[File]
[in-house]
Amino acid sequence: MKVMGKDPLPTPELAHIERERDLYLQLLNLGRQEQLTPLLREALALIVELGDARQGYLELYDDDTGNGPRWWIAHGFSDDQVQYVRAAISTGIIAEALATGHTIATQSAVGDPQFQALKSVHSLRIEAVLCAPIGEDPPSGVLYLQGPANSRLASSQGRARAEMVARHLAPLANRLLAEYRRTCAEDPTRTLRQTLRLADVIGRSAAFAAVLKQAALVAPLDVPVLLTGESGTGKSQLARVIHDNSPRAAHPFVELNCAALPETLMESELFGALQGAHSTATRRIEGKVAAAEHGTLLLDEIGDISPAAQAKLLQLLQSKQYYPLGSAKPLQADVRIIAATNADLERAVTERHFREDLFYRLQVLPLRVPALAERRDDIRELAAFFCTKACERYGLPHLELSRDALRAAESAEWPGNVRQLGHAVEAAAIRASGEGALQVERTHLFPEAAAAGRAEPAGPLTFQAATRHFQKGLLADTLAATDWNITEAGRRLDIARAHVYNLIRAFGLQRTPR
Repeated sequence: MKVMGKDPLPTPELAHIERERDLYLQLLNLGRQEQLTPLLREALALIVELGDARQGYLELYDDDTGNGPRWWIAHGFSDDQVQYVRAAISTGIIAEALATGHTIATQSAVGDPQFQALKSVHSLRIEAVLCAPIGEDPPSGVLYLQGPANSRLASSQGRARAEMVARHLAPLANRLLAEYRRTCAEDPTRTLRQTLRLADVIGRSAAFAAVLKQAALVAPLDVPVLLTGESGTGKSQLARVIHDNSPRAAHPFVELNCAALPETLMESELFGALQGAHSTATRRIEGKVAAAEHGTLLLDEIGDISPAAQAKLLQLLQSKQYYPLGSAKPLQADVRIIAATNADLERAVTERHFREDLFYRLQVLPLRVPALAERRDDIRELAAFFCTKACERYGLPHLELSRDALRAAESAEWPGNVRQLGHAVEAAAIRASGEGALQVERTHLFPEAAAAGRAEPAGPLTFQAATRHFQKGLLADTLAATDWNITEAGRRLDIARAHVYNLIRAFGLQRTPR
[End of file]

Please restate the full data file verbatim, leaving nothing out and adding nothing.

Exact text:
[in-house]
Amino acid sequence: MKVMGKDPLPTPELAHIERERDLYLQLLNLGRQEQLTPLLREALALIVELGDARQGYLELYDDDTGNGPRWWIAHGFSDDQVQYVRAAISTGIIAEALATGHTIATQSAVGDPQFQALKSVHSLRIEAVLCAPIGEDPPSGVLYLQGPANSRLASSQGRARAEMVARHLAPLANRLLAEYRRTCAEDPTRTLRQTLRLADVIGRSAAFAAVLKQAALVAPLDVPVLLTGESGTGKSQLARVIHDNSPRAAHPFVELNCAALPETLMESELFGALQGAHSTATRRIEGKVAAAEHGTLLLDEIGDISPAAQAKLLQLLQSKQYYPLGSAKPLQADVRIIAATNADLERAVTERHFREDLFYRLQVLPLRVPALAERRDDIRELAAFFCTKACERYGLPHLELSRDALRAAESAEWPGNVRQLGHAVEAAAIRASGEGALQVERTHLFPEAAAAGRAEPAGPLTFQAATRHFQKGLLADTLAATDWNITEAGRRLDIARAHVYNLIRAFGLQRTPR
Repeated sequence: MKVMGKDPLPTPELAHIERERDLYLQLLNLGRQEQLTPLLREALALIVELGDARQGYLELYDDDTGNGPRWWIAHGFSDDQVQYVRAAISTGIIAEALATGHTIATQSAVGDPQFQALKSVHSLRIEAVLCAPIGEDPPSGVLYLQGPANSRLASSQGRARAEMVARHLAPLANRLLAEYRRTCAEDPTRTLRQTLRLADVIGRSAAFAAVLKQAALVAPLDVPVLLTGESGTGKSQLARVIHDNSPRAAHPFVELNCAALPETLMESELFGALQGAHSTATRRIEGKVAAAEHGTLLLDEIGDISPAAQAKLLQLLQSKQYYPLGSAKPLQADVRIIAATNADLERAVTERHFREDLFYRLQVLPLRVPALAERRDDIRELAAFFCTKACERYGLPHLELSRDALRAAESAEWPGNVRQLGHAVEAAAIRASGEGALQVERTHLFPEAAAAGRAEPAGPLTFQAATRHFQKGLLADTLAATDWNITEAGRRLDIARAHVYNLIRAFGLQRTPR